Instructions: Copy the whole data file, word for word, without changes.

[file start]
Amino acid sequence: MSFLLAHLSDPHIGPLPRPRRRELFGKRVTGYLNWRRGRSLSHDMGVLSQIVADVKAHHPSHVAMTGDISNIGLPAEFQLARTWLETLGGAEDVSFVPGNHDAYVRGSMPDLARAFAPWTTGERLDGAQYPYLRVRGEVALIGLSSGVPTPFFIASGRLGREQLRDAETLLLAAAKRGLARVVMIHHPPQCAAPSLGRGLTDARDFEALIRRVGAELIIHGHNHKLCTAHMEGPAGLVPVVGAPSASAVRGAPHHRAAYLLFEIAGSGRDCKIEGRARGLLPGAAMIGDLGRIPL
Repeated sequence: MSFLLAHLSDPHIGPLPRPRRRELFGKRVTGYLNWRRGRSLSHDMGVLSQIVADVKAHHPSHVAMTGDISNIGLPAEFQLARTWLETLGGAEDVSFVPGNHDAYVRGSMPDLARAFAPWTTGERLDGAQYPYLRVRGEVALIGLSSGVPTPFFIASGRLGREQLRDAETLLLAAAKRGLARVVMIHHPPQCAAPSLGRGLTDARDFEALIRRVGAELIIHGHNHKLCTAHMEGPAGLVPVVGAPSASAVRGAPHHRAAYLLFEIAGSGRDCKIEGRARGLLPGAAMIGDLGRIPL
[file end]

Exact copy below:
Amino acid sequence: MSFLLAHLSDPHIGPLPRPRRRELFGKRVTGYLNWRRGRSLSHDMGVLSQIVADVKAHHPSHVAMTGDISNIGLPAEFQLARTWLETLGGAEDVSFVPGNHDAYVRGSMPDLARAFAPWTTGERLDGAQYPYLRVRGEVALIGLSSGVPTPFFIASGRLGREQLRDAETLLLAAAKRGLARVVMIHHPPQCAAPSLGRGLTDARDFEALIRRVGAELIIHGHNHKLCTAHMEGPAGLVPVVGAPSASAVRGAPHHRAAYLLFEIAGSGRDCKIEGRARGLLPGAAMIGDLGRIPL
Repeated sequence: MSFLLAHLSDPHIGPLPRPRRRELFGKRVTGYLNWRRGRSLSHDMGVLSQIVADVKAHHPSHVAMTGDISNIGLPAEFQLARTWLETLGGAEDVSFVPGNHDAYVRGSMPDLARAFAPWTTGERLDGAQYPYLRVRGEVALIGLSSGVPTPFFIASGRLGREQLRDAETLLLAAAKRGLARVVMIHHPPQCAAPSLGRGLTDARDFEALIRRVGAELIIHGHNHKLCTAHMEGPAGLVPVVGAPSASAVRGAPHHRAAYLLFEIAGSGRDCKIEGRARGLLPGAAMIGDLGRIPL